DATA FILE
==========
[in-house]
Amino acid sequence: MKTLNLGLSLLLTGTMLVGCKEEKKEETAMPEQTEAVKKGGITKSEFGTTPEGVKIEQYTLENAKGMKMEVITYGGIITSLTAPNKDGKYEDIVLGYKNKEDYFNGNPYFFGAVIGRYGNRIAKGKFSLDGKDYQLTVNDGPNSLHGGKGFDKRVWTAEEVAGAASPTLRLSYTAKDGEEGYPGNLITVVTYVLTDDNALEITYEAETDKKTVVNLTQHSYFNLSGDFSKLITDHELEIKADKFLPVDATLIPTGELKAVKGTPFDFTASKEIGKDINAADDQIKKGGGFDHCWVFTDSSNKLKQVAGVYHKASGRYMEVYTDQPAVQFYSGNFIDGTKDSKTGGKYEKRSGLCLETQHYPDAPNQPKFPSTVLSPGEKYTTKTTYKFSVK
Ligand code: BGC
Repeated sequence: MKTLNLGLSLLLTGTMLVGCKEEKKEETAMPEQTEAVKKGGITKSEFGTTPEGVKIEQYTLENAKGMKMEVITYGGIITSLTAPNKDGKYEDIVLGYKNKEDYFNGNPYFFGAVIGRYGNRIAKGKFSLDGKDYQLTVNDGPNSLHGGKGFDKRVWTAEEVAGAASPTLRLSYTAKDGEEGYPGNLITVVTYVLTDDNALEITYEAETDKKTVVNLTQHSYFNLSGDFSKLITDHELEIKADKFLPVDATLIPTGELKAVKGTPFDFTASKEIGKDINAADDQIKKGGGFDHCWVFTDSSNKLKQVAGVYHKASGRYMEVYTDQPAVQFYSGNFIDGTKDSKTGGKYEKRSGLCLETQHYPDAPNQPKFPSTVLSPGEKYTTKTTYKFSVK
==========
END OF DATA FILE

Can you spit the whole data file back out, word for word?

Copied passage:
[in-house]
Amino acid sequence: MKTLNLGLSLLLTGTMLVGCKEEKKEETAMPEQTEAVKKGGITKSEFGTTPEGVKIEQYTLENAKGMKMEVITYGGIITSLTAPNKDGKYEDIVLGYKNKEDYFNGNPYFFGAVIGRYGNRIAKGKFSLDGKDYQLTVNDGPNSLHGGKGFDKRVWTAEEVAGAASPTLRLSYTAKDGEEGYPGNLITVVTYVLTDDNALEITYEAETDKKTVVNLTQHSYFNLSGDFSKLITDHELEIKADKFLPVDATLIPTGELKAVKGTPFDFTASKEIGKDINAADDQIKKGGGFDHCWVFTDSSNKLKQVAGVYHKASGRYMEVYTDQPAVQFYSGNFIDGTKDSKTGGKYEKRSGLCLETQHYPDAPNQPKFPSTVLSPGEKYTTKTTYKFSVK
Ligand code: BGC
Repeated sequence: MKTLNLGLSLLLTGTMLVGCKEEKKEETAMPEQTEAVKKGGITKSEFGTTPEGVKIEQYTLENAKGMKMEVITYGGIITSLTAPNKDGKYEDIVLGYKNKEDYFNGNPYFFGAVIGRYGNRIAKGKFSLDGKDYQLTVNDGPNSLHGGKGFDKRVWTAEEVAGAASPTLRLSYTAKDGEEGYPGNLITVVTYVLTDDNALEITYEAETDKKTVVNLTQHSYFNLSGDFSKLITDHELEIKADKFLPVDATLIPTGELKAVKGTPFDFTASKEIGKDINAADDQIKKGGGFDHCWVFTDSSNKLKQVAGVYHKASGRYMEVYTDQPAVQFYSGNFIDGTKDSKTGGKYEKRSGLCLETQHYPDAPNQPKFPSTVLSPGEKYTTKTTYKFSVK